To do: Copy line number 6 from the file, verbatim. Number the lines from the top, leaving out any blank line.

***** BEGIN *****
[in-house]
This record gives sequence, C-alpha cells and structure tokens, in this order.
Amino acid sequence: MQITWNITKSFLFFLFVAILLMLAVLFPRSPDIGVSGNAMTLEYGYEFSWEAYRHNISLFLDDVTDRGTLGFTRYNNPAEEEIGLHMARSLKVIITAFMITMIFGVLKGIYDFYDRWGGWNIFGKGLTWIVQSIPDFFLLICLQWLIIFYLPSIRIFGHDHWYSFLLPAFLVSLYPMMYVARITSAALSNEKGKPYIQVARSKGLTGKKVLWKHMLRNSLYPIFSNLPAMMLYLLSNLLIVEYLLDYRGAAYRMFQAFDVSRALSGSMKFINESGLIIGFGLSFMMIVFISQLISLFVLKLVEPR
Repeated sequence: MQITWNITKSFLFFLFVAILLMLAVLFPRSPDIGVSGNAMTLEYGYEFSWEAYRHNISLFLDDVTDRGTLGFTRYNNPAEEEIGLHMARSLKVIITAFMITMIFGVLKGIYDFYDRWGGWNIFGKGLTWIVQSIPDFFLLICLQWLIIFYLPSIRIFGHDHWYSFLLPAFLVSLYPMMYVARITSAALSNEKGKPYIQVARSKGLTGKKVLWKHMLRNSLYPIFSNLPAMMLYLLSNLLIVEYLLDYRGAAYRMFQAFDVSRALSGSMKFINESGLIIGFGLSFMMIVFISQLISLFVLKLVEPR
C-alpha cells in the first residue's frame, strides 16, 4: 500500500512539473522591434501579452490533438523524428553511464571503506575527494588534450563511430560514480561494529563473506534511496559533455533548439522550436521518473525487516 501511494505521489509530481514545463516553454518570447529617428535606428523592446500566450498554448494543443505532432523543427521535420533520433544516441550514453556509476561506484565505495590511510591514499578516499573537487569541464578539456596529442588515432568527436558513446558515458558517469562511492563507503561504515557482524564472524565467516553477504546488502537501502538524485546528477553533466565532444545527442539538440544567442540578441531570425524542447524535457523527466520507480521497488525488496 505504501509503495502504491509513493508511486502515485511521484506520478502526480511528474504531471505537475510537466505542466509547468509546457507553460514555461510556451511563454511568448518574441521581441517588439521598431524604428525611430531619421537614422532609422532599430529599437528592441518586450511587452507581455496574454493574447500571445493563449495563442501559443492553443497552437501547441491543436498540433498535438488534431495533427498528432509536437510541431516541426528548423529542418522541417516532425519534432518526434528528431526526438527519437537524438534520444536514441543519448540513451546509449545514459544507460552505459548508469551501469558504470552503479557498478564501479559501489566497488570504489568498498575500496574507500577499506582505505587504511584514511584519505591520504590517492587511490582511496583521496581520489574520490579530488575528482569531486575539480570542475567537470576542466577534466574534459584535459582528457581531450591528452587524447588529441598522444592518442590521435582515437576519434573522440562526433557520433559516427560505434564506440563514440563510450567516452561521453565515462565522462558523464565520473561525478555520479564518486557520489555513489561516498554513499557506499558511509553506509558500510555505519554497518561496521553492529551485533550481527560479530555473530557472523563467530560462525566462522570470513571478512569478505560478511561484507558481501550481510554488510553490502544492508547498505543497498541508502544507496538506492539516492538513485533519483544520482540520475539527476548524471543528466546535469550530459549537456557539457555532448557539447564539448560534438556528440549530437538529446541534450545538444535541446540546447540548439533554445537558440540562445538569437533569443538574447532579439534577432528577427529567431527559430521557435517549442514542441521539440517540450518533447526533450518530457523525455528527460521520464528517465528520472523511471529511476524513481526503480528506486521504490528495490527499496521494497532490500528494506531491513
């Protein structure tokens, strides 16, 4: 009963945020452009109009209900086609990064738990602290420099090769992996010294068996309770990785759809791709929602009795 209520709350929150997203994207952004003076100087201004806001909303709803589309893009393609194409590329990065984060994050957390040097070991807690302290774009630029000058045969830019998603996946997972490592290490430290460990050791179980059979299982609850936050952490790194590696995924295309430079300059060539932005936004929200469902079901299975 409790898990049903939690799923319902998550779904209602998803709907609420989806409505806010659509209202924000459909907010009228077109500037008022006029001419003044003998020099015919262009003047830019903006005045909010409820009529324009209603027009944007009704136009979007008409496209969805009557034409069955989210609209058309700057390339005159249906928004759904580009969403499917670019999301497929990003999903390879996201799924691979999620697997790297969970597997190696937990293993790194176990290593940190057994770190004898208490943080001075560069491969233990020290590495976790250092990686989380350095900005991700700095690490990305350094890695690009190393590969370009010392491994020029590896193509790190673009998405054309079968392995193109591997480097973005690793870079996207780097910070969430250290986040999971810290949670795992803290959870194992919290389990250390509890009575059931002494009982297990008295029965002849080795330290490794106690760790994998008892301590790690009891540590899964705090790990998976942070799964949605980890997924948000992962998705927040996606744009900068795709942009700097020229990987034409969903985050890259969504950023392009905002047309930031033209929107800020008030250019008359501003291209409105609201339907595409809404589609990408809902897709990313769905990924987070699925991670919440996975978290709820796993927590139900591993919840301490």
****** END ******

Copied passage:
């Protein structure tokens, strides 16, 4: 009963945020452009109009209900086609990064738990602290420099090769992996010294068996309770990785759809791709929602009795 209520709350929150997203994207952004003076100087201004806001909303709803589309893009393609194409590329990065984060994050957390040097070991807690302290774009630029000058045969830019998603996946997972490592290490430290460990050791179980059979299982609850936050952490790194590696995924295309430079300059060539932005936004929200469902079901299975 409790898990049903939690799923319902998550779904209602998803709907609420989806409505806010659509209202924000459909907010009228077109500037008022006029001419003044003998020099015919262009003047830019903006005045909010409820009529324009209603027009944007009704136009979007008409496209969805009557034409069955989210609209058309700057390339005159249906928004759904580009969403499917670019999301497929990003999903390879996201799924691979999620697997790297969970597997190696937990293993790194176990290593940190057994770190004898208490943080001075560069491969233990020290590495976790250092990686989380350095900005991700700095690490990305350094890695690009190393590969370009010392491994020029590896193509790190673009998405054309079968392995193109591997480097973005690793870079996207780097910070969430250290986040999971810290949670795992803290959870194992919290389990250390509890009575059931002494009982297990008295029965002849080795330290490794106690760790994998008892301590790690009891540590899964705090790990998976942070799964949605980890997924948000992962998705927040996606744009900068795709942009700097020229990987034409969903985050890259969504950023392009905002047309930031033209929107800020008030250019008359501003291209409105609201339907595409809404589609990408809902897709990313769905990924987070699925991670919440996975978290709820796993927590139900591993919840301490």